Step-by-Step Guide to Creating R packages

Introduction

In R, the fundamental unit of shareable code is the package. A package bundles together code, data, documentation, and tests, and is easy to share with others. As of June 2019, there were over 14,000 packages available on the Comprehensive R Archive Network, or CRAN, the public clearing house for R packages. In this article I describe how to create a R package step-by-step so that others can easily download and use your code.

"In R, the fundamental unit of shareable code is the package. A package bundles together code, data, documentation, and tests, and is easy to share with others." Hadley Wickham

Prerequisites

Softwares

R packages

Host your package on github

To register your package on CRAN or bioconductor can be long and requires your project to be mature enough. You can still share your project with project by hosting it on github.

  1. Sign up/in to github and create a new repository.
  2. Check the github repository address on the github quick set up page.
  3. On Rstudio open a new project as new folder R package. Activate the use git option. For instance, I call the package mon_premier_package. This will create a ready-to-use empty R package.
  4. Connect your local R package to the github repository. Go to terminal in Rstudio and type:
git init
git add .
git commit -m "init R package"
git remote add origin < github repository address >
git push origin master
  1. That's it ! Your R package is hosted as an online github repository.

This automatically creates the bare bone files and directories needed to define our R package called mon_premier_package.

mon_premier_package
├── R
├── man
├── mon_premier_package.Rproj
├── DESCRIPTION
├── NAMESPACE

Build the package

In Rstudio, click on Check then Install and restart. These commands will automatically install your package. Alternatively, you can run these commands from the terminal:

devtools::check()
devtools::install()

Then your package is ready-to-use and available. It can be installed in any R session with devtools using install_github function:

if (!requireNamespace("devtools", quietly = TRUE)) { install.packages("devtools") }
library(devtools)
devtools::install_github("Pierre/mon_premier_package")
library(mon_premier_package)

Now you can share the skeleton of your package to anybody, so let's add muscle and skin to it.

Add Functions

Write R file in R Folder

Our package wouldn’t do much without functions. Let’s add a function. Here the R file hello_world.R contains the code source for the function hellow_world:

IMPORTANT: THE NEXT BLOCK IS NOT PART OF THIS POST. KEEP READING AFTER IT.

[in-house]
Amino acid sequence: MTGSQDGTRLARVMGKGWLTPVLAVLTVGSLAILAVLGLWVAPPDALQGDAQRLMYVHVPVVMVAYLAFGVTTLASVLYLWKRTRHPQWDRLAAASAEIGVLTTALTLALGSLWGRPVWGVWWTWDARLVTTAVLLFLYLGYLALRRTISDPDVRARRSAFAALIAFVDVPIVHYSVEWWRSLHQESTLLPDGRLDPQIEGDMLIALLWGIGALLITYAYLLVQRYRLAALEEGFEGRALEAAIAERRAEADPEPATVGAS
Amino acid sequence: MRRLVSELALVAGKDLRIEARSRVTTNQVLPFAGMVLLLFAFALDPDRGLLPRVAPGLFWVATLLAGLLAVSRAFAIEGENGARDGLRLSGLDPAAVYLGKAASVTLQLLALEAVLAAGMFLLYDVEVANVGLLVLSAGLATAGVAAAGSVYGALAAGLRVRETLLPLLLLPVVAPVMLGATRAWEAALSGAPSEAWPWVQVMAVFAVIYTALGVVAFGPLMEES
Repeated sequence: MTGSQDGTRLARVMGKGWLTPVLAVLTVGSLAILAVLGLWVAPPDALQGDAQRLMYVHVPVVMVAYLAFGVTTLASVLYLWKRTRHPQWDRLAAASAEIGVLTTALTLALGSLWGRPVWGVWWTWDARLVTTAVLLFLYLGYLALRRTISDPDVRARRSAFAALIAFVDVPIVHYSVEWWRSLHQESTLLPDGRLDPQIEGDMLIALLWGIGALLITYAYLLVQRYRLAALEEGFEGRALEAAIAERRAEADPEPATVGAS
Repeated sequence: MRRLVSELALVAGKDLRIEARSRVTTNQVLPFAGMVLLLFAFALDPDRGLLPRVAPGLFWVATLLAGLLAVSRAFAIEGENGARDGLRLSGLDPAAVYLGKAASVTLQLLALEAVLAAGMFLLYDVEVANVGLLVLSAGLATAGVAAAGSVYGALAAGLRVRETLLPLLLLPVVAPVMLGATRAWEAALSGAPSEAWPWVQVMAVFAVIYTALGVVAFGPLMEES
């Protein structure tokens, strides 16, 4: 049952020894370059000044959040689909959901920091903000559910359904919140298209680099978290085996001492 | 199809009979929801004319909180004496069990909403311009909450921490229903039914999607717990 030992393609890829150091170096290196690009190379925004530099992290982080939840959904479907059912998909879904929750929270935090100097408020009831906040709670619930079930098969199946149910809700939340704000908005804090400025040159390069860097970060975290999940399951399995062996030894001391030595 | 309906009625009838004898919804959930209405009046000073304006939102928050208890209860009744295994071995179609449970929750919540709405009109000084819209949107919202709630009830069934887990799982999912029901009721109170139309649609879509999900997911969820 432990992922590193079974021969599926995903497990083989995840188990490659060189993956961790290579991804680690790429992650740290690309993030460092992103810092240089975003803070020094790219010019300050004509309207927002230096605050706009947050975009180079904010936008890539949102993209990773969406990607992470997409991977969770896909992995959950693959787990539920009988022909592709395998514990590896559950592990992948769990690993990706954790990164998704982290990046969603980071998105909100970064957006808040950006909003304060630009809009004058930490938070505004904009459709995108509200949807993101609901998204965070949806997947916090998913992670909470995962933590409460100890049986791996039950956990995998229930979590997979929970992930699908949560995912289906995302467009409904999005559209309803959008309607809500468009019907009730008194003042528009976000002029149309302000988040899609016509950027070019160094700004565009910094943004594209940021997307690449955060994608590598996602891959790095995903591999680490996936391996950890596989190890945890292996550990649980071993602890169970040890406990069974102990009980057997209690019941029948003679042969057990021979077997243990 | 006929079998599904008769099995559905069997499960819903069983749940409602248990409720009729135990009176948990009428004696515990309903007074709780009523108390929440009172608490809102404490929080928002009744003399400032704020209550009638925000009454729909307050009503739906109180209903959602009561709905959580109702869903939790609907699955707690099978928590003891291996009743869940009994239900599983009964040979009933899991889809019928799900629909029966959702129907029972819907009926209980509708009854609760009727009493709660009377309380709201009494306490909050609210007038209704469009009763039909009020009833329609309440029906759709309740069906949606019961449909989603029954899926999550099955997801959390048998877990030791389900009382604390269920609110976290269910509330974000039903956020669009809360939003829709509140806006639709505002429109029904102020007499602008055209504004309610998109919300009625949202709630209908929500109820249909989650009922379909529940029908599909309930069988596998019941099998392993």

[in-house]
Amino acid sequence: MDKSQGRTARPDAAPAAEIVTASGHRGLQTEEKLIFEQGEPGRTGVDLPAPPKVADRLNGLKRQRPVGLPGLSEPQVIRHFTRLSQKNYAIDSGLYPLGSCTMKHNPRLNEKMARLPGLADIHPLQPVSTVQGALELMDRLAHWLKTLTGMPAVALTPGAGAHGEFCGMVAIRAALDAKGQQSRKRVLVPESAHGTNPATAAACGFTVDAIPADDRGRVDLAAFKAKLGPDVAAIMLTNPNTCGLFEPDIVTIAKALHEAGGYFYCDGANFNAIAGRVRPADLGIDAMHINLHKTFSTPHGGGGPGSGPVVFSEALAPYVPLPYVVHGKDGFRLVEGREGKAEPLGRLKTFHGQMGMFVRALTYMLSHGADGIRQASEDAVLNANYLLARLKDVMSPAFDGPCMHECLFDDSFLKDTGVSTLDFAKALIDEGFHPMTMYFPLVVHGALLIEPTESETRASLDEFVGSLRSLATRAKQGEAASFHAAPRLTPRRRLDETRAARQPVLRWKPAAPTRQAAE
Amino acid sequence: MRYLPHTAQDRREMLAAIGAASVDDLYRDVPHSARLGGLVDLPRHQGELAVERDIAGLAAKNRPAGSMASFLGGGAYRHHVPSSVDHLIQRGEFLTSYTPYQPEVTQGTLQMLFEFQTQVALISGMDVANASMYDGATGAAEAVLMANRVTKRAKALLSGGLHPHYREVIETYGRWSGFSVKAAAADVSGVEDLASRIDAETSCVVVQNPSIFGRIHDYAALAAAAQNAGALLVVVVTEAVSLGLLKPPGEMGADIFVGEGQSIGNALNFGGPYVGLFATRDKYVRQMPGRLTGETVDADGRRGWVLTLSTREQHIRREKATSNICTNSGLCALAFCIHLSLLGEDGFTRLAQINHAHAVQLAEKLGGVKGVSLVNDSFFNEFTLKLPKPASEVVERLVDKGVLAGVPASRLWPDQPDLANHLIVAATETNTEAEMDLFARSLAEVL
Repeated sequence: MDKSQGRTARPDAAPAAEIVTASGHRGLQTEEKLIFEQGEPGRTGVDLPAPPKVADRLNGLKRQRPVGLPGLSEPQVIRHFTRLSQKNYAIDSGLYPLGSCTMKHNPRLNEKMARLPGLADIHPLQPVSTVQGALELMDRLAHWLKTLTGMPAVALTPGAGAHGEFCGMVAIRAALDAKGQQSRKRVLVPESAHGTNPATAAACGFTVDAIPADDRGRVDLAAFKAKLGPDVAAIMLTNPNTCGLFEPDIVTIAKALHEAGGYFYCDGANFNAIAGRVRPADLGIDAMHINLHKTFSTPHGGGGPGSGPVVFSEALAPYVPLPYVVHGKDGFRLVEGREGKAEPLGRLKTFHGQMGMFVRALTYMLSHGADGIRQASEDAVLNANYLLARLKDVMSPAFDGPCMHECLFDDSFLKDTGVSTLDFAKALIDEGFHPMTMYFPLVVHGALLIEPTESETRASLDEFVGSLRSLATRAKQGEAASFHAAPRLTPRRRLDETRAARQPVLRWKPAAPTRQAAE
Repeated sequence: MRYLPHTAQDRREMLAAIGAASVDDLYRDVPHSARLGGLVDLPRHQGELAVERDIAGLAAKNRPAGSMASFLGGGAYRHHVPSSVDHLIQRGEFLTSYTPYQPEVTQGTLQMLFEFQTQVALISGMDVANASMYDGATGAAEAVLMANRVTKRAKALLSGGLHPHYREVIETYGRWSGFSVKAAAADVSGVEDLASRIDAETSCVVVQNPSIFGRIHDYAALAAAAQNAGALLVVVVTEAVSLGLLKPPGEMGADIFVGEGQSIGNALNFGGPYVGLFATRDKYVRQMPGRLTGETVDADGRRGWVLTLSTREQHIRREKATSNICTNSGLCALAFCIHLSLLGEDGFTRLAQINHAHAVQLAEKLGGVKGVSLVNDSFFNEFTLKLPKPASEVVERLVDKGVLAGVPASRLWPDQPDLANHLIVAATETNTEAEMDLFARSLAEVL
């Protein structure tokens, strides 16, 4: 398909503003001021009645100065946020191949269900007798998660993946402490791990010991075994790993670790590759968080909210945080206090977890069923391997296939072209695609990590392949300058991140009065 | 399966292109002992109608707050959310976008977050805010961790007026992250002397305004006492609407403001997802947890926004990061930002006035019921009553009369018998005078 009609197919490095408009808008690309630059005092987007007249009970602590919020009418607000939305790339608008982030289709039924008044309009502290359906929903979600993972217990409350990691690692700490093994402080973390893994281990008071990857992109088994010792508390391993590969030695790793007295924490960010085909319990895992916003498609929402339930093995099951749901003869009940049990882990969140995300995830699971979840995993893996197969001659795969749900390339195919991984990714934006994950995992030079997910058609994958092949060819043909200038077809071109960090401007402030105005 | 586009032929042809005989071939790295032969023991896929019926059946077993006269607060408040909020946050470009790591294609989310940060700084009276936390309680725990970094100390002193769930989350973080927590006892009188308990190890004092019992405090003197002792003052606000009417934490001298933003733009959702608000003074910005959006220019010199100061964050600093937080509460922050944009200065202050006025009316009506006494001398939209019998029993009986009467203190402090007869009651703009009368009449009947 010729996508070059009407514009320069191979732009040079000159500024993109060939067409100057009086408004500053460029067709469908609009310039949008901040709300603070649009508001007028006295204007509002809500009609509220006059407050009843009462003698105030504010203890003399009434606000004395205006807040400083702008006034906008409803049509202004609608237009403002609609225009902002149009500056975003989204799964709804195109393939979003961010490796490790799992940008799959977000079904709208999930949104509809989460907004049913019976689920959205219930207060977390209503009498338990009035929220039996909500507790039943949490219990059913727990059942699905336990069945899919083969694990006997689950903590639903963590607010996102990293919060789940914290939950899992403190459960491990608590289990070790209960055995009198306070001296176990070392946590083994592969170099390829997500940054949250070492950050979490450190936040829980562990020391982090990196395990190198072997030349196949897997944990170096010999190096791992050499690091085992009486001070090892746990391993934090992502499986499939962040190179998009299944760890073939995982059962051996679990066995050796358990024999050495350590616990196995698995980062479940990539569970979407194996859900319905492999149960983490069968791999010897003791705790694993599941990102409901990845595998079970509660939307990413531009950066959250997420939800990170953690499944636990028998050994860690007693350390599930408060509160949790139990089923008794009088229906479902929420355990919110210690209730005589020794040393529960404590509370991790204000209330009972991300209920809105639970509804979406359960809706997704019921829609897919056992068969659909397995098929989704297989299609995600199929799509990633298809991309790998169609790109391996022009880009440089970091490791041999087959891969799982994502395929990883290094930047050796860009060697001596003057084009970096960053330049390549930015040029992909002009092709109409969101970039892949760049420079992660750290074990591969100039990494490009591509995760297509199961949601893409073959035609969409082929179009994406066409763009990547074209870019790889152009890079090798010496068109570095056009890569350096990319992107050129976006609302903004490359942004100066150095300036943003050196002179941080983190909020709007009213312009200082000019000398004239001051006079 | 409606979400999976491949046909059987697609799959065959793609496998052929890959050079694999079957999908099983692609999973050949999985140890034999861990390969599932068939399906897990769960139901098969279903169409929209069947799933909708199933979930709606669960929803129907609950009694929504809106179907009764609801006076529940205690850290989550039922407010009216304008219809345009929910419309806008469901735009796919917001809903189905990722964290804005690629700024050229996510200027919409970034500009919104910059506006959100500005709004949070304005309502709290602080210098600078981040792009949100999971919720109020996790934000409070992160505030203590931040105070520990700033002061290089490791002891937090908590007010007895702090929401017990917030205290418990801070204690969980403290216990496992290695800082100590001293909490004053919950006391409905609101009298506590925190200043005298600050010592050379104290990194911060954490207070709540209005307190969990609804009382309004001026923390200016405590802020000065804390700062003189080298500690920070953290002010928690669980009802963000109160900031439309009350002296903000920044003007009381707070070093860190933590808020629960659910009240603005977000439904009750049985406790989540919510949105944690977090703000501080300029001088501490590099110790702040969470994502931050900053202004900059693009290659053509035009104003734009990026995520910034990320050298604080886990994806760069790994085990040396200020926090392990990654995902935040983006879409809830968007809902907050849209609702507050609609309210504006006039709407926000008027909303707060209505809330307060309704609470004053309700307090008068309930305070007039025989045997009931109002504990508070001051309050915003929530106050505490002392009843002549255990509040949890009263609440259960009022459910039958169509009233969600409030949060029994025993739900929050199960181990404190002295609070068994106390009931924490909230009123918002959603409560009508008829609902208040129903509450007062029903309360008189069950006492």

#' @title Say Hello
#'
#' @description Creates a string with hello word
#'
#' @param name A string
#' @return a string
#' @export
#' @example

hello_world <- function(name) {
    res <- "hello "+name
    return(res)
}
mon_premier_package
├── R
│   ├── hello_world.R
├── mon_premier_package.Rproj
├── DESCRIPTION
├── NAMESPACE

Write documentation

To create documentation describing your function.

devtools::document()
roxygen2::roxygenize()

This will generate a man folder and .Rd documentation files describing functions in R folder.

mon_premier_package
├── R
│   ├── hello_world.R
├── man
│   ├── hello_world.Rd 
├── mon_premier_package.Rproj
├── DESCRIPTION
├── NAMESPACE

Check the documentation is working well:

help(hello_world)

This command returns:

Say Hello
Description
Creates a string with hello word

Usage
hello_world(name)
Arguments
name
A string

Value
a string

Continuous integration with travis

Build Status

The idea behind continuous integration is that CI will automatically run R CMD check (along with your tests, etc.) every time you push a commit to GitHub. CI automatically checks the code after every commit and return you if the build is a succes or not. See blog post by Julia Silge for a beginner's guide to Travis-CI for R.

Conclusion

Here we learnt how to quickly build a R package. Creating R package is a critical skill for any scientist, and something I encourage others to do regularly. Package help isolate our work inside useful abstractions, improves reproducibility, makes our work shareable, and is the first step towards designing better software.

References